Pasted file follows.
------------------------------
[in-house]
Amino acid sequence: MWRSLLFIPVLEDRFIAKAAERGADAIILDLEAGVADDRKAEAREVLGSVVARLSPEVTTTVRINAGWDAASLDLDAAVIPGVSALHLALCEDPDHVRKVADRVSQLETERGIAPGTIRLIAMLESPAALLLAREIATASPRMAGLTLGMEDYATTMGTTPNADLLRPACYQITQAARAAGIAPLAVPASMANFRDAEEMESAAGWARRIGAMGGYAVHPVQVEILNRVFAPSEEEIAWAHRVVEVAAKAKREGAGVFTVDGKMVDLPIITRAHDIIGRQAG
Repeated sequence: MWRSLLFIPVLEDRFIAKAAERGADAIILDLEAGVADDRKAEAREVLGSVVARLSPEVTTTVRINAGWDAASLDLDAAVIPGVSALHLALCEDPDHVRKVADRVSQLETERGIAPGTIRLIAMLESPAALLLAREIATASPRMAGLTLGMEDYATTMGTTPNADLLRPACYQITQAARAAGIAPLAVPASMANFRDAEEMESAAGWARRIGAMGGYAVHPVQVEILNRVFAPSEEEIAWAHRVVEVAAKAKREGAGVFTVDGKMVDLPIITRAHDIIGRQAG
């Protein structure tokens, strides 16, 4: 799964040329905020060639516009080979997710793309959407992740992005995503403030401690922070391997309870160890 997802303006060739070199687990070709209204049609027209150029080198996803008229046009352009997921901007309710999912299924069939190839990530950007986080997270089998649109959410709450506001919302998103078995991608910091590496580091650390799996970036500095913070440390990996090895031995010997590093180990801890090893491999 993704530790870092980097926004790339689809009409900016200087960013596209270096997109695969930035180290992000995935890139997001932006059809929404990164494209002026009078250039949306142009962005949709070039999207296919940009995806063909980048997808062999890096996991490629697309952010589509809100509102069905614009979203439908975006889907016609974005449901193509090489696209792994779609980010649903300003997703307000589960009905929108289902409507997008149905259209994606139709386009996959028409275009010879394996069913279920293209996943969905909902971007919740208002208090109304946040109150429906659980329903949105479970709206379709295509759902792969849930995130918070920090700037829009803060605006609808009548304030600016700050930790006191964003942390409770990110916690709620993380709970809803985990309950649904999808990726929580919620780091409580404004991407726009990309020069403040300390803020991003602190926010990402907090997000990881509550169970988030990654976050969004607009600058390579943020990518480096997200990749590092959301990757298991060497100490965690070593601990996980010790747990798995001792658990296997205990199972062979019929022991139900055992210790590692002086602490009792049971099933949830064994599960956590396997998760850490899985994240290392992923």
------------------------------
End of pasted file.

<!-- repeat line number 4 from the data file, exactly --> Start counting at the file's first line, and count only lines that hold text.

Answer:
């Protein structure tokens, strides 16, 4: 799964040329905020060639516009080979997710793309959407992740992005995503403030401690922070391997309870160890 997802303006060739070199687990070709209204049609027209150029080198996803008229046009352009997921901007309710999912299924069939190839990530950007986080997270089998649109959410709450506001919302998103078995991608910091590496580091650390799996970036500095913070440390990996090895031995010997590093180990801890090893491999 993704530790870092980097926004790339689809009409900016200087960013596209270096997109695969930035180290992000995935890139997001932006059809929404990164494209002026009078250039949306142009962005949709070039999207296919940009995806063909980048997808062999890096996991490629697309952010589509809100509102069905614009979203439908975006889907016609974005449901193509090489696209792994779609980010649903300003997703307000589960009905929108289902409507997008149905259209994606139709386009996959028409275009010879394996069913279920293209996943969905909902971007919740208002208090109304946040109150429906659980329903949105479970709206379709295509759902792969849930995130918070920090700037829009803060605006609808009548304030600016700050930790006191964003942390409770990110916690709620993380709970809803985990309950649904999808990726929580919620780091409580404004991407726009990309020069403040300390803020991003602190926010990402907090997000990881509550169970988030990654976050969004607009600058390579943020990518480096997200990749590092959301990757298991060497100490965690070593601990996980010790747990798995001792658990296997205990199972062979019929022991139900055992210790590692002086602490009792049971099933949830064994599960956590396997998760850490899985994240290392992923």